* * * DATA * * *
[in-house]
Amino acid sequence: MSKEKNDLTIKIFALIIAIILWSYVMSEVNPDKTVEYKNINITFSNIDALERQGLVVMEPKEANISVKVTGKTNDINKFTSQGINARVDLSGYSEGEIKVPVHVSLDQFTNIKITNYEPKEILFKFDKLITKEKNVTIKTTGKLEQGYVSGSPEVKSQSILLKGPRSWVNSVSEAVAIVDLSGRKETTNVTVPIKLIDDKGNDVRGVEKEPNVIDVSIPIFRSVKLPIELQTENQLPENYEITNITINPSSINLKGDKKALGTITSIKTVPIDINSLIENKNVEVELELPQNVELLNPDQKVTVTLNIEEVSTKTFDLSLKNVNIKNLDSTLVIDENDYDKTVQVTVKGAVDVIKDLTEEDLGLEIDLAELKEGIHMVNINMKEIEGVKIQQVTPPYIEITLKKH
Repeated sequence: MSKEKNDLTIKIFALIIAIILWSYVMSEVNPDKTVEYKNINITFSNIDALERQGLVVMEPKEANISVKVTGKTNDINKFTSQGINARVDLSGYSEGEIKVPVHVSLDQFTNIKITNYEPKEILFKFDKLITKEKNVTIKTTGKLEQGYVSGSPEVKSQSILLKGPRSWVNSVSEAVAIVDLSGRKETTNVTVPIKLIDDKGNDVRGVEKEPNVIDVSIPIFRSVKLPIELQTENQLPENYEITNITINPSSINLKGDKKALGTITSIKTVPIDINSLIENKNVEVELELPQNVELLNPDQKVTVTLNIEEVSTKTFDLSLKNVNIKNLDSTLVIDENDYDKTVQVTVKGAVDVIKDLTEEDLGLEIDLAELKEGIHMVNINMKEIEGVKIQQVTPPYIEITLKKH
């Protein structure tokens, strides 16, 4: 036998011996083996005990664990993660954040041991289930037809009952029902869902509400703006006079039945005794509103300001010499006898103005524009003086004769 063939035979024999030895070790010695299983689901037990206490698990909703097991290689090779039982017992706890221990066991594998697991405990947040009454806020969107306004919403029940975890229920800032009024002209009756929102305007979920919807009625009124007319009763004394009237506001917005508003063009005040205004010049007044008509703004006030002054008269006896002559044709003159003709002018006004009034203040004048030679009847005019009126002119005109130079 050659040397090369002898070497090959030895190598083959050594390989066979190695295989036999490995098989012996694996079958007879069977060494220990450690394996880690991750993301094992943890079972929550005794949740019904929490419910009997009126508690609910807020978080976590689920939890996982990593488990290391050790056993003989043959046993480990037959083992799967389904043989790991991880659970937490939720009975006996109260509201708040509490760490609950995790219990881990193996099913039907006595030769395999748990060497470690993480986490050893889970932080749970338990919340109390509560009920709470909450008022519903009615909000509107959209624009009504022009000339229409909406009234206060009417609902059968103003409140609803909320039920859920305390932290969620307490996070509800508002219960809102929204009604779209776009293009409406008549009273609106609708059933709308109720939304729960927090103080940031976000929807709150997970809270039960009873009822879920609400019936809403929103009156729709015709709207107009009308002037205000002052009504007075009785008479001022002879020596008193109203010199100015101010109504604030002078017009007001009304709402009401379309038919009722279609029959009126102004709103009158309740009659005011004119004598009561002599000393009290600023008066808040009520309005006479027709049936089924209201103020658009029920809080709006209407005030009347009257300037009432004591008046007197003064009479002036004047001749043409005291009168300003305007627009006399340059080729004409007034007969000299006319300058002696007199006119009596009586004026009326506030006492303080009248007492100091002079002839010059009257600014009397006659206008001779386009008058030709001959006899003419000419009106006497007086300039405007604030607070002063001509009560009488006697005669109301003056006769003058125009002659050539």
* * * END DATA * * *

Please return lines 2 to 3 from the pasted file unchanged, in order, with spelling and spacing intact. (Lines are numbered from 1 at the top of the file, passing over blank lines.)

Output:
Amino acid sequence: MSKEKNDLTIKIFALIIAIILWSYVMSEVNPDKTVEYKNINITFSNIDALERQGLVVMEPKEANISVKVTGKTNDINKFTSQGINARVDLSGYSEGEIKVPVHVSLDQFTNIKITNYEPKEILFKFDKLITKEKNVTIKTTGKLEQGYVSGSPEVKSQSILLKGPRSWVNSVSEAVAIVDLSGRKETTNVTVPIKLIDDKGNDVRGVEKEPNVIDVSIPIFRSVKLPIELQTENQLPENYEITNITINPSSINLKGDKKALGTITSIKTVPIDINSLIENKNVEVELELPQNVELLNPDQKVTVTLNIEEVSTKTFDLSLKNVNIKNLDSTLVIDENDYDKTVQVTVKGAVDVIKDLTEEDLGLEIDLAELKEGIHMVNINMKEIEGVKIQQVTPPYIEITLKKH
Repeated sequence: MSKEKNDLTIKIFALIIAIILWSYVMSEVNPDKTVEYKNINITFSNIDALERQGLVVMEPKEANISVKVTGKTNDINKFTSQGINARVDLSGYSEGEIKVPVHVSLDQFTNIKITNYEPKEILFKFDKLITKEKNVTIKTTGKLEQGYVSGSPEVKSQSILLKGPRSWVNSVSEAVAIVDLSGRKETTNVTVPIKLIDDKGNDVRGVEKEPNVIDVSIPIFRSVKLPIELQTENQLPENYEITNITINPSSINLKGDKKALGTITSIKTVPIDINSLIENKNVEVELELPQNVELLNPDQKVTVTLNIEEVSTKTFDLSLKNVNIKNLDSTLVIDENDYDKTVQVTVKGAVDVIKDLTEEDLGLEIDLAELKEGIHMVNINMKEIEGVKIQQVTPPYIEITLKKH